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​ Hillary Clinton rejects staffer statements that Nevada is "80 percent white"

CHICAGO Hillary Clinton is distancing herself from campaign staffers who recently whitewashed Nevada's electorate by claiming that the state is "nearly 80 percent white."

"That's not me," Clinton said, speaking to longtime Nevada politics reporter Jon Ralston in an interview that aired Tuesday night. "I have a great campaign. They work hard, but I love Nevada and Nevada was put into this early process because of diversity."

She added: "I know Nevada. I've spent a lot of time in Nevada. It's one of the most diverse and exciting places in our country."

Ralston, who interviewed Clinton and her rival Bernie Sanders last weekend, was asking her about a comment that her press secretary, Brian Fallon, made during an appearance on MSNBC on the day of the New Hampshire primary. Clinton lost that race badly to Sanders, thanks in large part to young and independent voters.

"There's reasons to believe that Senator Sanders should fare well in a state like Nevada," Fallon said. "Obviously there's an important Hispanic element to the Democratic caucus-goer universe in Nevada, but it's still a state that is 80 percent white voters."

Fallon's statement, which was reportedly repeated by other campaign officials, drew criticism from Nevada Sen. Harry Reid, who fought for the state's inclusion in the first four contests.

"Well, it appears to me they've been reading one of the old yearbooks from my high school," Reid said in an interview with CNN. "They're way behind the times."

According to census data from 2014, the most recent available, about half of Nevada's population is non-white: just under 28 percent is Latino, 9 percent is African American and 8 percent is Asian American. In 2008, caucus exit polls showed that 65 percent of Democratic caucus-goers were white and 33 percent were Latino, African American or Asian American.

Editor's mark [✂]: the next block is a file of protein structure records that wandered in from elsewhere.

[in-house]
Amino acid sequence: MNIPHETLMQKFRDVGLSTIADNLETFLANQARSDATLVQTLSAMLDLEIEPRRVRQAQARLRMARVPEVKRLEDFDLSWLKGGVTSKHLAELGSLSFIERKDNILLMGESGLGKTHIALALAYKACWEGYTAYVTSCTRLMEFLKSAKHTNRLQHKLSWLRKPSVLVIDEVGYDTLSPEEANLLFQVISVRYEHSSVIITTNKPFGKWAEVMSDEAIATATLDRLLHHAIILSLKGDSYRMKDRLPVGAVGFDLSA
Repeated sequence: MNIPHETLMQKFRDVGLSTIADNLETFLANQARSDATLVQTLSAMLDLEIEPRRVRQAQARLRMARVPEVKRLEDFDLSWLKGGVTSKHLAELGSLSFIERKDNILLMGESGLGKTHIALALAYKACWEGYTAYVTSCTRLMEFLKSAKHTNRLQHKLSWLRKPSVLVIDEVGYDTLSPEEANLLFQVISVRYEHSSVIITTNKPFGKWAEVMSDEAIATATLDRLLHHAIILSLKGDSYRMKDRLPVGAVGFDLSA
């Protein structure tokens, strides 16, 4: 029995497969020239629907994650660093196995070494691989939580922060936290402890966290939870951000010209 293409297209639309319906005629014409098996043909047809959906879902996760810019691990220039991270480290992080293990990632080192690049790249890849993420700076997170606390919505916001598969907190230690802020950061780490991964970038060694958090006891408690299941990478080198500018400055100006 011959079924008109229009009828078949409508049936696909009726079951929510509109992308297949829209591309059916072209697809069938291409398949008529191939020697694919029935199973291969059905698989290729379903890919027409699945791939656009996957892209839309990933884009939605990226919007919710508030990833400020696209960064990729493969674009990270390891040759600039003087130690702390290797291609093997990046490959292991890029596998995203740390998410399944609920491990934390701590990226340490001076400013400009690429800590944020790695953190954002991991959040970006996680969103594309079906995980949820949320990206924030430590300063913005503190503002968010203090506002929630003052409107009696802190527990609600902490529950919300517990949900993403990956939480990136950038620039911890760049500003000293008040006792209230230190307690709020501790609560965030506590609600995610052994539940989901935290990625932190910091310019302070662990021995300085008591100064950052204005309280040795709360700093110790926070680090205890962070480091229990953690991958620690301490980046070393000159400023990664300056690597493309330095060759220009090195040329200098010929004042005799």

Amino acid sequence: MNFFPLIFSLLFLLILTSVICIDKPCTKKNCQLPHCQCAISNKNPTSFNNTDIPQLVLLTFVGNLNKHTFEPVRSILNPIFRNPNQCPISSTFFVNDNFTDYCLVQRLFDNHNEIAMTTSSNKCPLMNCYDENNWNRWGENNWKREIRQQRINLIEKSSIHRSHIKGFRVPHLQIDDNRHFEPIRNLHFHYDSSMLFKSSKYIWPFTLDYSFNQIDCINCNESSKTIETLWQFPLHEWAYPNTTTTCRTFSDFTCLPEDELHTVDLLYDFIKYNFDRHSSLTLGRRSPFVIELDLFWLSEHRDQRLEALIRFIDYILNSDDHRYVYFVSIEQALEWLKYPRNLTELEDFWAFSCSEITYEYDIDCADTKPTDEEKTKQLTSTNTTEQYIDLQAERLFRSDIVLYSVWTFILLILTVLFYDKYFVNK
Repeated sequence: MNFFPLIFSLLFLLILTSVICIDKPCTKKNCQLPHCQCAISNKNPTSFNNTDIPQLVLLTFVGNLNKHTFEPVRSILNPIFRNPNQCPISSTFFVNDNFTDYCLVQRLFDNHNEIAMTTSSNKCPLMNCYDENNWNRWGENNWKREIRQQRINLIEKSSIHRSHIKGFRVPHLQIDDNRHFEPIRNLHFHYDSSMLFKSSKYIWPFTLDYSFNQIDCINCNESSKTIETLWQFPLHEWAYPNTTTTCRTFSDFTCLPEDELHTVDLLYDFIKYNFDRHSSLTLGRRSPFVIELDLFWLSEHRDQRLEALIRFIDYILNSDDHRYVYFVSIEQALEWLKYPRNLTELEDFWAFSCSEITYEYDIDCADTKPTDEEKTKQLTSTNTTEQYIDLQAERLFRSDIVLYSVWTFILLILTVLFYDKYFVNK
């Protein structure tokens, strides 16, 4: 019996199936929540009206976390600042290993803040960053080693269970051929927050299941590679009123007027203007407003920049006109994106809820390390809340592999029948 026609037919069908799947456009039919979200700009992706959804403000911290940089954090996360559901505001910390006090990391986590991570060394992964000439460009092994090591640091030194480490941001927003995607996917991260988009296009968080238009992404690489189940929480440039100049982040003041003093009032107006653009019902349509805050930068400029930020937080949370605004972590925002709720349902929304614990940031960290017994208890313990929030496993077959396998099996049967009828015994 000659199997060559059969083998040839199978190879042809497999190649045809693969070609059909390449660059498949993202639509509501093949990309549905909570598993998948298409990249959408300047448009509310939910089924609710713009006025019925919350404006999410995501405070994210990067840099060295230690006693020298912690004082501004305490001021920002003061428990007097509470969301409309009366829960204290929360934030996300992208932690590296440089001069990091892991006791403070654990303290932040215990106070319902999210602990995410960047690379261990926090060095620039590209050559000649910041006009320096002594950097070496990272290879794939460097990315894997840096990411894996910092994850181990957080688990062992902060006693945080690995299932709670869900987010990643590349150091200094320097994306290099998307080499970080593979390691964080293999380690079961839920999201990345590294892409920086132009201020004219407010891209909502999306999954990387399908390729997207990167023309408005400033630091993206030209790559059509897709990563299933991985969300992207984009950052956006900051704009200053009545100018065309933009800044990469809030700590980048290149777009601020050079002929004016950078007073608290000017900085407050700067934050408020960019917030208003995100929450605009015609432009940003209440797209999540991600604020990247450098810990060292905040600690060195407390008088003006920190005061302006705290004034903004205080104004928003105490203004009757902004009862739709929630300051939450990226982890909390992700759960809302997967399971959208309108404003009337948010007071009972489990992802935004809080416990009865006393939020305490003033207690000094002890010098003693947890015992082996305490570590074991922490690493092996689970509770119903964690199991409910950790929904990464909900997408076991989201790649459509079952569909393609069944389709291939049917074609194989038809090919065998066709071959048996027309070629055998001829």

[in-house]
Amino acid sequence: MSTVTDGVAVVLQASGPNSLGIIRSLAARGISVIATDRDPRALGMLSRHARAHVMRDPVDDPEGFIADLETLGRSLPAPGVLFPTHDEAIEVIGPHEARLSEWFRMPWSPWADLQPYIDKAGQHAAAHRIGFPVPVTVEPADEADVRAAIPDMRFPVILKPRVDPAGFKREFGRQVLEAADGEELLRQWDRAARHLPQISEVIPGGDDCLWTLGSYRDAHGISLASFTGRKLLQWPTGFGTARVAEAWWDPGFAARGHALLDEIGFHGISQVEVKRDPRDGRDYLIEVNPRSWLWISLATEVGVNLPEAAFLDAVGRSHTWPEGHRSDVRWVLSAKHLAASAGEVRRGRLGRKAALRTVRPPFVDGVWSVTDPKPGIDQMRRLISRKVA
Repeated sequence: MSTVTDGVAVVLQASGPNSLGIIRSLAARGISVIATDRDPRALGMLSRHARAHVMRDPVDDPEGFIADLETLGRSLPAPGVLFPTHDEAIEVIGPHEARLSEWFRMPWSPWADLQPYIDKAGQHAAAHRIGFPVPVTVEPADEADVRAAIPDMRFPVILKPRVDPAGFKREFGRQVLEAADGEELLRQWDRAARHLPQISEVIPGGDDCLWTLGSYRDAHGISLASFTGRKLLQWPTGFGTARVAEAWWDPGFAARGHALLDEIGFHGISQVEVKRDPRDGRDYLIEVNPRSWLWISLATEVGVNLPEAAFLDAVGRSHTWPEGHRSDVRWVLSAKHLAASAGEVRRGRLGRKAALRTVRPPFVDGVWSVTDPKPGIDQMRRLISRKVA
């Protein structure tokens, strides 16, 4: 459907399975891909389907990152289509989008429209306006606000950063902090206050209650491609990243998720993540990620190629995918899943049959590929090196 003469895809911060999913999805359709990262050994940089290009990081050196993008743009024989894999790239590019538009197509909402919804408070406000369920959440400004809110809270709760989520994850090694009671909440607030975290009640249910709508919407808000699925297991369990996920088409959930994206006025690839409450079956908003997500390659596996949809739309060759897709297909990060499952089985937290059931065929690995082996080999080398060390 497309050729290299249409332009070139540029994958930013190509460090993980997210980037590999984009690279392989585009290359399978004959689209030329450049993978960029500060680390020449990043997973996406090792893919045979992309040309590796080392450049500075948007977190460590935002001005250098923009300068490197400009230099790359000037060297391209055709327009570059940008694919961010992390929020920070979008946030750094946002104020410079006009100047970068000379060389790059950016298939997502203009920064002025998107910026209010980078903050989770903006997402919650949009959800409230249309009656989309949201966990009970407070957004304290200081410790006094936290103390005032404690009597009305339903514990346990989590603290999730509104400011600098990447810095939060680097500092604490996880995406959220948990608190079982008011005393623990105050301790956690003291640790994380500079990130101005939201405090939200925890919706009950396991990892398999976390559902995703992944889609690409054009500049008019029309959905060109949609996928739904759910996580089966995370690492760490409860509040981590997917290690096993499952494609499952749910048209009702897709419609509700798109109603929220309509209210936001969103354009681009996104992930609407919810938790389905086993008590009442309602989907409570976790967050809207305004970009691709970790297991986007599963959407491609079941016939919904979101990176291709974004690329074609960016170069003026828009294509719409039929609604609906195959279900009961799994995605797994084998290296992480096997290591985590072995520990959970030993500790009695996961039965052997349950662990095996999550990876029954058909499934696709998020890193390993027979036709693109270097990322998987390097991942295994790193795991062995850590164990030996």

Clinton's actions show that her campaign is well aware of the importance of minority vote: she has made a concerted effort to reach out to African American, Latino and Asian communities in Nevada, and beyond. On Sunday in Las Vegas, Clinton started her day in an African American church before visiting a sandwich shop in Chinatown and, later, met with a group of DREAMers.

Her aides' comments about the state's demographics were interpreted by some as a way to lower expectations for Saturday's caucus, as Sanders draws supporters to his events by the hundreds.

Clinton told Ralston that she wants to ensure that the state's diversity is "reflected in the caucuses on Saturday" and emphasized her campaign's effort on the ground to turn out the vote.

"I'm saying no matter who you are in the state, I want your support," she said.

Ralston also asked Clinton about her record on immigration, which he said has been called "mixed." Clinton rejected that notion, and defended her position in 2014 that unaccompanied minors from Central America crossing the Southern border should be "sent back."

"I was acting as I have acted my entire life," Clinton said, "as a child advocate."

Clinton and Sanders return to Nevada on Thursday ahead of the caucus.